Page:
A zinc-containing enzyme which oxidizes primary and secondary alcohols or hemiacetals in the presence of NAD. In alcoholic fermentation, it catalyzes the final step of reducing an aldehyde to an alcohol in the presence of NADH and hydrogen.
PLANTS, or their progeny, whose GENOME has been altered by GENETIC ENGINEERING.
Protein analogs and derivatives of the Aequorea victoria green fluorescent protein that emit light (FLUORESCENCE) when excited with ULTRAVIOLET RAYS. They are used in REPORTER GENES in doing GENETIC TECHNIQUES. Numerous mutants have been made to emit other colors or be sensitive to pH.
Stress wherein emotional factors predominate.
Electrical devices that are composed of semiconductor material, with at least three connections to an external electronic circuit. They are used to amplify electrical signals, detect signals, or as switches.
Proteins which are involved in the phenomenon of light emission in living systems. Included are the "enzymatic" and "non-enzymatic" types of system with or without the presence of oxygen or co-factors.
A metallic element that has the atomic number 13, atomic symbol Al, and atomic weight 26.98.
A plant species of the family POACEAE. It is a tall grass grown for its EDIBLE GRAIN, corn, used as food and animal FODDER.
The usually underground portions of a plant that serve as support, store food, and through which water and mineral nutrients enter the plant. (From American Heritage Dictionary, 1982; Concise Dictionary of Biology, 1990)
The unconsolidated mineral or organic matter on the surface of the earth that serves as a natural medium for the growth of land plants.
Diminished or failed response of an organism, disease or tissue to the intended effectiveness of a chemical or drug. It should be differentiated from DRUG TOLERANCE which is the progressive diminution of the susceptibility of a human or animal to the effects of a drug, as a result of continued administration.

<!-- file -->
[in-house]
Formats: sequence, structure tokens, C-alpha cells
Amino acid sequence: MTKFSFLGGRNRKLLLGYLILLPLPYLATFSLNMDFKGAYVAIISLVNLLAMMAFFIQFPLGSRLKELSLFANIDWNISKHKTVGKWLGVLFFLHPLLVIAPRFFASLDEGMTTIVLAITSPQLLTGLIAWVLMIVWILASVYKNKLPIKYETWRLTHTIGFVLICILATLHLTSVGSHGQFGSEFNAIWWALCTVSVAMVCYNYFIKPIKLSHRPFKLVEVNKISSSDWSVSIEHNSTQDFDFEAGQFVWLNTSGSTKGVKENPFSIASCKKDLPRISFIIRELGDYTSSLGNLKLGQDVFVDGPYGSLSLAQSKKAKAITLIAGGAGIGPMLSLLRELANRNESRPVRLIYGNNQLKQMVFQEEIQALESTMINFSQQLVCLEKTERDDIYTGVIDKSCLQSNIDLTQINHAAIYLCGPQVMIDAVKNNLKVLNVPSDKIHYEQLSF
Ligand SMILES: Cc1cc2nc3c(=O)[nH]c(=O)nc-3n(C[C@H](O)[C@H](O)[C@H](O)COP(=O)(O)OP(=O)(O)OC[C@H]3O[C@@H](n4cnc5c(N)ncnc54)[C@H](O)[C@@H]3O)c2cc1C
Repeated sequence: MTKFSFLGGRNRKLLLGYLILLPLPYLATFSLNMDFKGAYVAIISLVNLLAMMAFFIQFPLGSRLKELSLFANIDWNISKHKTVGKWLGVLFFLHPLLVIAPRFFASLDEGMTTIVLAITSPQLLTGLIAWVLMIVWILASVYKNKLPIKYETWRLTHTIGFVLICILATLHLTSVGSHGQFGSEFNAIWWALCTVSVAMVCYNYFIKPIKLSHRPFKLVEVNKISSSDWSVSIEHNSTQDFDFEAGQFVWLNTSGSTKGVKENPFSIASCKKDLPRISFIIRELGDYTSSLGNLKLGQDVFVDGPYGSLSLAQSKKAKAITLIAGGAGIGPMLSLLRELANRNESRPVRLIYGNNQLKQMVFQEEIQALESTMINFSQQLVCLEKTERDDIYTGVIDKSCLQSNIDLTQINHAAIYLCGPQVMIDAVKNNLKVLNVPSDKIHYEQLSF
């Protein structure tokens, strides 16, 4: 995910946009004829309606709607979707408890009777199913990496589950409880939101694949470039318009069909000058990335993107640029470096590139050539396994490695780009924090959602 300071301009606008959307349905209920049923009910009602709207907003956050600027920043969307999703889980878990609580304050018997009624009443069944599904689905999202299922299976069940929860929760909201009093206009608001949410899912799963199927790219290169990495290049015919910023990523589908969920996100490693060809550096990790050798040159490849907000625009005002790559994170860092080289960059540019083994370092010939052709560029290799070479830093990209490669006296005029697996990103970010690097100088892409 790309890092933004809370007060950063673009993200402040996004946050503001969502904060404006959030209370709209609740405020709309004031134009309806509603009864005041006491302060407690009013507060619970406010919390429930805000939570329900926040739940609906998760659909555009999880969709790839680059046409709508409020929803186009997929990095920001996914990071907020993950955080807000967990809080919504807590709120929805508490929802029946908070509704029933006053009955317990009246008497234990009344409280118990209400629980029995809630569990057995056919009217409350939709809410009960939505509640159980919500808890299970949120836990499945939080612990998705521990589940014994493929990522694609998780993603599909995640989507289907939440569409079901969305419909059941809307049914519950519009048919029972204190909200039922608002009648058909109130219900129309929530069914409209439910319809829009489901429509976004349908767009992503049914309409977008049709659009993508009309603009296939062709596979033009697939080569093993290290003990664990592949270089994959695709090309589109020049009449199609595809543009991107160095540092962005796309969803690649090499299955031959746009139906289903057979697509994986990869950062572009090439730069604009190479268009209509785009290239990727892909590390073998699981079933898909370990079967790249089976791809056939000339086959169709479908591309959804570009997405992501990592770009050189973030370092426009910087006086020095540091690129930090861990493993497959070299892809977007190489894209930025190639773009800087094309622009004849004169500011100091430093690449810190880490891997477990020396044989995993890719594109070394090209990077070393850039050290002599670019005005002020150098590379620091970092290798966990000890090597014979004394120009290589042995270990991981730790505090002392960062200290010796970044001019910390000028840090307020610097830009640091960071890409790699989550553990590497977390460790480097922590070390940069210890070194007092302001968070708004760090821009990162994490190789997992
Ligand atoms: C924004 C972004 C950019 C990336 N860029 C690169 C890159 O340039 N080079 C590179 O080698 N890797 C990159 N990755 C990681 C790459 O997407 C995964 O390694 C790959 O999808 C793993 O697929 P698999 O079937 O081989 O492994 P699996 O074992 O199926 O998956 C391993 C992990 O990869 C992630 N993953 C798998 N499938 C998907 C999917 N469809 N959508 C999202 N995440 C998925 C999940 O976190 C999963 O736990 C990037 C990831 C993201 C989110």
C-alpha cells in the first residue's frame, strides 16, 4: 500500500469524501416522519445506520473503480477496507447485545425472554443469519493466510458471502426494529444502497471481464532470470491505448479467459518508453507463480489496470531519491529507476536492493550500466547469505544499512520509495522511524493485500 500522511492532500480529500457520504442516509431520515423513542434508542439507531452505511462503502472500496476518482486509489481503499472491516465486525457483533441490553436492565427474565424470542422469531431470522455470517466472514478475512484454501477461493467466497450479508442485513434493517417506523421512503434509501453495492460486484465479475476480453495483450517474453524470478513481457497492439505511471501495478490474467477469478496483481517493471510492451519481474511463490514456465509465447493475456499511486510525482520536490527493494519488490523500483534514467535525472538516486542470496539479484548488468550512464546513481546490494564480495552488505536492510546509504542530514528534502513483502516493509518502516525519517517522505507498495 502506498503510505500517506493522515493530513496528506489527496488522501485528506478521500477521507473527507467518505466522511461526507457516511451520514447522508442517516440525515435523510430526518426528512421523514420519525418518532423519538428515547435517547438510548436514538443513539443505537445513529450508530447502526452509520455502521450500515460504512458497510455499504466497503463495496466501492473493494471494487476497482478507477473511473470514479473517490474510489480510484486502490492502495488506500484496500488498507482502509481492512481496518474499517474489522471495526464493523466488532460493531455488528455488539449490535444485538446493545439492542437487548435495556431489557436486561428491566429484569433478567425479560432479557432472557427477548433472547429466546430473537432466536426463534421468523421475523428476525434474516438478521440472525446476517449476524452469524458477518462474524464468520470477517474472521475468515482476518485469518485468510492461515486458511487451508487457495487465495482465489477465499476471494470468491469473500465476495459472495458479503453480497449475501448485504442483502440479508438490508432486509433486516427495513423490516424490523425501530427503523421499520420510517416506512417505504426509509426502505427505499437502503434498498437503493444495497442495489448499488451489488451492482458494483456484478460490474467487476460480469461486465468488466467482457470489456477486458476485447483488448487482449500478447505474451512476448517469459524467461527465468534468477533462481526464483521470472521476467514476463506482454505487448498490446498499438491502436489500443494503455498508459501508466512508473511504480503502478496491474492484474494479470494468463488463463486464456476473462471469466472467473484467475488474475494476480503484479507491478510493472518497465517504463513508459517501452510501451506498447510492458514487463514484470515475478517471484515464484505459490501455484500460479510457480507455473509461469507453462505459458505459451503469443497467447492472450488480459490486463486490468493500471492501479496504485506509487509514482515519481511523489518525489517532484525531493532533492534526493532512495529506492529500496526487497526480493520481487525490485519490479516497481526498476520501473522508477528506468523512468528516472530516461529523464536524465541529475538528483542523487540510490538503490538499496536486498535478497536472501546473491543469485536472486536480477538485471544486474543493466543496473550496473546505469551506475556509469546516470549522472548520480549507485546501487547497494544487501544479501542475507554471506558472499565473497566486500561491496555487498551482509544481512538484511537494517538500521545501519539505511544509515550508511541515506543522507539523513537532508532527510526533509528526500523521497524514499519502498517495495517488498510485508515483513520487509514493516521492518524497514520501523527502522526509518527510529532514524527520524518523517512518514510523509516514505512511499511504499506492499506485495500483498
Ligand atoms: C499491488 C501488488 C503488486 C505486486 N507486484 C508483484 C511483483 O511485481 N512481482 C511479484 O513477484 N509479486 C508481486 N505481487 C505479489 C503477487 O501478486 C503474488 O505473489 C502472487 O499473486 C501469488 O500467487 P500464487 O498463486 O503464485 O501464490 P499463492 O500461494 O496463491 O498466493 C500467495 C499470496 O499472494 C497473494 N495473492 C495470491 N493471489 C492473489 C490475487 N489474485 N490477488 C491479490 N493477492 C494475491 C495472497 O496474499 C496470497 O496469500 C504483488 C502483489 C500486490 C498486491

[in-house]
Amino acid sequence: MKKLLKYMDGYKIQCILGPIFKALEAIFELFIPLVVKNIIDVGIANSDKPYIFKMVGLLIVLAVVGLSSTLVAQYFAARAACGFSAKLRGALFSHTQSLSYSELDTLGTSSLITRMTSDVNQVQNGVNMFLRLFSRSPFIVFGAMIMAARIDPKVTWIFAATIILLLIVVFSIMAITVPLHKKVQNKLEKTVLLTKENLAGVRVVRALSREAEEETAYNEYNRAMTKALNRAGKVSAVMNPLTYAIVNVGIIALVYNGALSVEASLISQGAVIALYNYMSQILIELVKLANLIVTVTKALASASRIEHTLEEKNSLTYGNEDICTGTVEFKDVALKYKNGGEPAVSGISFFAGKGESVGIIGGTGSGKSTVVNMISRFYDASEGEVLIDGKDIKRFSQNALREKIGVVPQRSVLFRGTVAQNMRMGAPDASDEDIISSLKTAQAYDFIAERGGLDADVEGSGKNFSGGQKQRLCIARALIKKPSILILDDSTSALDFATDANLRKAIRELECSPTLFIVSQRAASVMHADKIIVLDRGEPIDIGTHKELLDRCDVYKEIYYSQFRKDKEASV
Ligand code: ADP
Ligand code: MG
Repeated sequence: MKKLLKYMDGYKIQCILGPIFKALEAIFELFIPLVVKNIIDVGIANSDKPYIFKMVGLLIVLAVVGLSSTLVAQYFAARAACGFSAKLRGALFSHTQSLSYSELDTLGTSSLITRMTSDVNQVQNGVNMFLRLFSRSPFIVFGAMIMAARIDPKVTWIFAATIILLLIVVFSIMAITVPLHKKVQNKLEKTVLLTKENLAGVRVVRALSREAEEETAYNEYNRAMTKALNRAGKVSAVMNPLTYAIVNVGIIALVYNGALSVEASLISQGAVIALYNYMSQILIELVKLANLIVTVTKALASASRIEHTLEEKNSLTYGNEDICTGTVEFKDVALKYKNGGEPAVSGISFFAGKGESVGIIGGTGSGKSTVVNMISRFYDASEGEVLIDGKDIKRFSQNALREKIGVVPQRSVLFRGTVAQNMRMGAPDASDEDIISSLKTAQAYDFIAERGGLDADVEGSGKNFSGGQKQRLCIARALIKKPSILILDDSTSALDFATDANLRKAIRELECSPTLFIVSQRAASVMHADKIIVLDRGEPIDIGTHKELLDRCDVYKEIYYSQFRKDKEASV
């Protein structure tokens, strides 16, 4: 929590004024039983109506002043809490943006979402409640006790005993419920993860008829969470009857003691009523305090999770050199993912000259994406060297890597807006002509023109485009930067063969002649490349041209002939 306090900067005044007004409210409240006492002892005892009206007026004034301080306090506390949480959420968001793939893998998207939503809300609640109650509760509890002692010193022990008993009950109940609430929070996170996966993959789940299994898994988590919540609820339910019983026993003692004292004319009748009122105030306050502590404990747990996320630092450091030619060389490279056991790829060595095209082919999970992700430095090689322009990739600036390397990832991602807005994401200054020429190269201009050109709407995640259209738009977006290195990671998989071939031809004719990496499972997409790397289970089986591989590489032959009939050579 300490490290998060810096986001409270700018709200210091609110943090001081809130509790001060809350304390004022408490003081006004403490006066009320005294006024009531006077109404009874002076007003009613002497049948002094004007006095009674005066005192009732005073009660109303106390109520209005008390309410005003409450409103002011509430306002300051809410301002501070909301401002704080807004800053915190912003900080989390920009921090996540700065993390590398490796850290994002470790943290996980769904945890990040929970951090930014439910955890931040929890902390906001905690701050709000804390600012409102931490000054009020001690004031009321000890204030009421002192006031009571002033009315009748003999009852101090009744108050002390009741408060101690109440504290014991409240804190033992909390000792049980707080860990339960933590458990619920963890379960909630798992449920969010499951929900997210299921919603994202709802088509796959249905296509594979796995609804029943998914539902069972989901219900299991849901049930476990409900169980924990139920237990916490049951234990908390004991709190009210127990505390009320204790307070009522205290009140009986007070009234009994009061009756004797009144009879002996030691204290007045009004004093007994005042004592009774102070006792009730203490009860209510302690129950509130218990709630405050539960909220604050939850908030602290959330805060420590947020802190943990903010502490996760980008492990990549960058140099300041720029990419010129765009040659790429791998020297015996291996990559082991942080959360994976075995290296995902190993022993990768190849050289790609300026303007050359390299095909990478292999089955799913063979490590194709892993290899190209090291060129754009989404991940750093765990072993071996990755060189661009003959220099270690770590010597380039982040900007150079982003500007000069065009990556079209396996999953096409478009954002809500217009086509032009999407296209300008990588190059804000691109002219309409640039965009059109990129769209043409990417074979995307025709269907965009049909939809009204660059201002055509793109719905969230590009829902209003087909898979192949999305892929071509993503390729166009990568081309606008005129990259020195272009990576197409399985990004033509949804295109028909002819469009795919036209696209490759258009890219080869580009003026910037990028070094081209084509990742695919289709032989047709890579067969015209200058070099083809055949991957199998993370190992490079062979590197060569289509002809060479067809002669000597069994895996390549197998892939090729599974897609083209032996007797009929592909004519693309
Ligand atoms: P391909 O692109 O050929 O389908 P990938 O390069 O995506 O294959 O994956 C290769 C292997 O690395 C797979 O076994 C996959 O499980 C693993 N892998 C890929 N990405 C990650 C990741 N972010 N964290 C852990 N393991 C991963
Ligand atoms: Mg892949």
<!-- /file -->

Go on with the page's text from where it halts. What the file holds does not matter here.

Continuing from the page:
Chemical compounds which yield hydrogen ions or protons when dissolved in water, whose hydrogen can be replaced by metals or basic radicals, or which react with bases to form salts and water (neutralization). An extension of the term includes substances dissolved in media other than water. (Grant & Hackh's Chemical Dictionary, 5th ed)
Hybridization of a nucleic acid sample to a very large set of OLIGONUCLEOTIDE PROBES, which have been attached individually in columns and rows to a solid support, to determine a BASE SEQUENCE, or to detect variations in a gene sequence, GENE EXPRESSION, or for GENE MAPPING.
The encapsulated embryos of flowering plants. They are used as is or for animal feed because of the high content of concentrated nutrients like starches, proteins, and fats. Rapeseed, cottonseed, and sunflower seed are also produced for the oils (fats) they yield.
The initial stages of the growth of SEEDS into a SEEDLINGS. The embryonic shoot (plumule) and embryonic PLANT ROOTS (radicle) emerge and grow upwards and downwards respectively. Food reserves for germination come from endosperm tissue within the seed and/or from the seed leaves (COTYLEDON). (Concise Dictionary of Biology, 1990)
A plant genus of the family DRYOPTERIDACEAE. Members contain aspidin and filicic acid.